Ross Douthat on Chris Christie’s taking a pass on the 2012 race:

From Jeb Bush to Haley Barbour, Jon Thune to (especially) Mitch Daniels, we’ve watched the party’s leading lights and most experienced national figures repeatedly pass the buck, all of them hoping that somebody else would step forward to supply a credible alternative to Mitt Romney. Individually, their choices were understandable; collectively, they have represented a significant institutional failure — even a generational failure, you might say, which left conservatives scrambling to promote the next generation (Christie, Paul Ryan) ahead of schedule.

Yes, but Daniel Larison is surely correct when he adds:

More to the point, why are establishment figures going to go to great lengths to provide a credible alternative to Romney when they already have Romney? Romney embodies the Bush-era party consensus, and he has eagerly adapted himself to the party’s current mood (as he always does). The real institutional failure is that many party and movement leaders created Mitt Romney as a plausible presidential candidate four years ago, and now they find that they have to pay the price for that. Unfortunately, the rest of us have to pay the the price, too.

What Daniel is getting at is that the failure here is not in the GOP leadership class, per se, but in the GOP, period. Few people in the Republican Party like Mitt Romney, but they are reacting to his bloodless corporate style, not substance. Broadly speaking, the Republican Party has not moved far at all from the Bush era; the fact that Rick Perry, who out-Bushes Bush, was briefly seen as the savior of the GOP by the grassroots tells you a lot about where the party is.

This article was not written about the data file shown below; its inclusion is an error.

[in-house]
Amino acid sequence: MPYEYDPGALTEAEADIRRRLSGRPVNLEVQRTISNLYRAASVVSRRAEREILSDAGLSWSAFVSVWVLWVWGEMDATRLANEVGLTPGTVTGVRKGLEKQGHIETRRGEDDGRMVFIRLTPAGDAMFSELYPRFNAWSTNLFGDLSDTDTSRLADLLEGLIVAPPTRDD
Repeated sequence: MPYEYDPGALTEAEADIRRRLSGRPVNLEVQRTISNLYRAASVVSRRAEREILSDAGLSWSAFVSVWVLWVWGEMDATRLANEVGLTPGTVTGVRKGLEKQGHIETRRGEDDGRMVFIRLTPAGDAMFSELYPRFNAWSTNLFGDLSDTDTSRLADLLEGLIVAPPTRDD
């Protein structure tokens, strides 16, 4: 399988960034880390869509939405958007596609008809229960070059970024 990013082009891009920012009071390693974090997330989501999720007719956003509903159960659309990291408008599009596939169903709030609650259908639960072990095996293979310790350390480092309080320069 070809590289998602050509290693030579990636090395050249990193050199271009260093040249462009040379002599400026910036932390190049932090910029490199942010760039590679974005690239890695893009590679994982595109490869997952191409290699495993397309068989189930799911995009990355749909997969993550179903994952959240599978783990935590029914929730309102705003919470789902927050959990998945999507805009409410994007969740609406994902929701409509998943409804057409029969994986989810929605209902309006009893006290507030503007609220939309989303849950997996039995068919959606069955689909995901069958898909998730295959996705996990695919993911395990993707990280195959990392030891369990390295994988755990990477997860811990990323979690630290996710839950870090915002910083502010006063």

After the 2008 defeat, and the ruins of the Bush Administration, I, like many people, was completely confident that there would be a Great Rethinking on the Right, even within the GOP. We were wrong. The GOP simply doubled down, more or less, on the policies that failed before, and have counted on opposition to Obama to carry them. It is, to me, wholly dispiriting. Conservatives need to be cultivating fresh, innovative thinkers who can re-interpret conservative first principles for policymaking and governance in the world we actually live in. I share the broad distaste most Republicans have for Romney, but if he were elected, I would find his no-drama persona to be comforting. It’s his policies I don’t care for — but given where the GOP is today, those policies would be pursued by any nominee. If the conservative party lacks a deep bench of promising leaders, the fault belongs first to its un-visionary leadership class (both in the party and in the think tanks and activist groups), but also with GOP voters, who think it’s adequate, even salutary, to keep doing what we did in the past, but hoping that it works this time.